An Arts-Integrated Approach for Elementary Level Students
Brown, Susannah, Childhood Education
The arts incorporate social, philosophical psychological and historical aspects of life, including one's own inspiration, spirit, thought, intellect, and feelings. Care and concern are taken throughout the artistic process, which involves emotional, perceptual, and cognitive factors, to provide satisfaction and pleasure--an aesthetic response. The arts are not separated from life. Rather, they are an integral part of life, uniting the people of a culture. This philosophical approach links the arts to all areas of learning by placing social and cultural importance on the behavior of arts making (Dissanayake, 1992).
A focus on school reform within the field of elementary education has brought an arts-integrated approach to teaching and learning to the forefront. This is not a new approach, as integrating what many call "hands-on activities" in the classroom is quite common. The difference lies in the quality and depth of the approach to teaching and learning, as it has expanded beyond art-making activities to include art history knowledge, art criticism and analysis, and the process of aesthetics in the classroom (Marshall, 2005). Another difference in this new wave of school reform as it addresses the arts in education, is the focus on the integrity of the arts form. This valuing of the arts as an important part of a child's learning is a major difference from past integration efforts and lies at the heart of the rationale here (Horowitz, 2005).
Arts integration places importance on the artistic process in teaching and learning by being central to the curriculum (Fowler, 1994). When the arts become integrated throughout the curriculum, it is thought that they foster learning in and through other disciplines by expanding awareness and comprehension (Fowler, 2001; Getty Education Institute for the Arts, 1996). The arts support qualities that are desirable in students, including creativity, originality, and expression. These qualities are prevalent when learning in and through the arts (Horowitz, 2005).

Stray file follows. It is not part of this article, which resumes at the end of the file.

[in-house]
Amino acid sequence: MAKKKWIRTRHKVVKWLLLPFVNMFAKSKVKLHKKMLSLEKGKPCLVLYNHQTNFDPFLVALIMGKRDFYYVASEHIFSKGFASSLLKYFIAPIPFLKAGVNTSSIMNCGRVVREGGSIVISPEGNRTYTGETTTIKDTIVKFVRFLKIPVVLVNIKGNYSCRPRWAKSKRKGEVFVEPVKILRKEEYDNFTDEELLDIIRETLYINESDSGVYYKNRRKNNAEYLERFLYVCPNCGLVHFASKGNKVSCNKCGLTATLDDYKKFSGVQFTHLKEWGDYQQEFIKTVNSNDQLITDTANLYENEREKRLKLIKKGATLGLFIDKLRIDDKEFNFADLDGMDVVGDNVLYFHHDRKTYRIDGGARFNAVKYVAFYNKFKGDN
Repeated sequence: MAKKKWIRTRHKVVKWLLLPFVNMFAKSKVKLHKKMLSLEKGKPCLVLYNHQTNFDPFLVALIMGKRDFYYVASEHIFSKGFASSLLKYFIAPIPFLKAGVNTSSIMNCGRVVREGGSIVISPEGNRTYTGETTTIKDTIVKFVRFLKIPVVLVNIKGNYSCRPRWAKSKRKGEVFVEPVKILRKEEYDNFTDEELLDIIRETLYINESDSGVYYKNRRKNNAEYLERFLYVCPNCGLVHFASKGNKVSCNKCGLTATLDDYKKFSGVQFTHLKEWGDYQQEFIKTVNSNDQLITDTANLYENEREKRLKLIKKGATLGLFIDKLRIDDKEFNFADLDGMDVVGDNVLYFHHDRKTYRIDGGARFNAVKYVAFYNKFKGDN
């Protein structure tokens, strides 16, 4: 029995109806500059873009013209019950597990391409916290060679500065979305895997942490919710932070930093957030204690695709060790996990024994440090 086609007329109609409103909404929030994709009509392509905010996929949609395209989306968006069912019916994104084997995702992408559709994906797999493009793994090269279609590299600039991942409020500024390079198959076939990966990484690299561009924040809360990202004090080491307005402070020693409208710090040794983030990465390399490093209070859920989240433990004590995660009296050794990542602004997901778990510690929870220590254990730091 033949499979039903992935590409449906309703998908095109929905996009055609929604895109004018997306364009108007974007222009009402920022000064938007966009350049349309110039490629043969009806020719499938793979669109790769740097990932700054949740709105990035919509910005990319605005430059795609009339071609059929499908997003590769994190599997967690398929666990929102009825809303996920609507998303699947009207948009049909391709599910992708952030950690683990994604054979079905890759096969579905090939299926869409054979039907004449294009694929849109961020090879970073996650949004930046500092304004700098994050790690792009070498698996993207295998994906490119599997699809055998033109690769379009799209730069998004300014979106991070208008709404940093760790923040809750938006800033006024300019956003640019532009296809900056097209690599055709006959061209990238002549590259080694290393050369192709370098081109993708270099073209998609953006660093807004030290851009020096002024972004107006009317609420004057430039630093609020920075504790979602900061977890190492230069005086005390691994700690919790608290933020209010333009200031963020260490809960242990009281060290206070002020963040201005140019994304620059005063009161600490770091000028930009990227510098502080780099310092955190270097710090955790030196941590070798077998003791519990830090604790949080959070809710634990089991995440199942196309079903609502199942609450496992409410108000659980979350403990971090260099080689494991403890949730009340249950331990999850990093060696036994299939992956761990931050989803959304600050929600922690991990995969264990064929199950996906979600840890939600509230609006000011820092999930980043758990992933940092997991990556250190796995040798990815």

What Is Arts Integration?
Arts integration at the early elementary level can be implemented by using a variety of approaches and strategies. Pedagogical approaches vary. In a subservient approach, the arts are used to support superficial learning activities that address neither the goals of arts learning nor those of another subject area (mathematics, science, etc.). Interdisciplinary learning connects art forms with other subject areas, with a criterion that the focus is on the arts. An approach that is least common in practice but often advocated in scholarly literature is a co-equal cognitive integration style to teaching and learning. This approach requires specific knowledge and training in all the subject areas. As most educators are not disciplinary experts in all subject areas, the co equal cognitive integration style rarely exists in a school setting.
For the purposes of this article, "arts integration" refers to a unit of study that focuses on the arts as a way of learning in other disciplines, involving creative, imaginative, experimental and purposive and collaborative interaction, and focusing on the integrity of the arts forms and life-centered issues (Krug & Cohen-Evron, 2000; Roucher & Lovano-Kerr, 1995). Arts integration is like a weaving wherein the design may repeat a pattern or be variable. Just as the warp and weft strings are integral parts of a woven whole, the arts are an integral part of the curriculum and are valuable in all aspects of teaching and learning.
Arts integration planning and implementation usually involve the classroom educator working in collaboration with a teaching artist or an arts education specialist at the school. Sometimes this collaboration begins with a set of standards or educational goals. Other times, themes or related concepts lead the way toward collaboration in curriculum planning. The key is that the classroom educator is directly leading the curriculum planning. …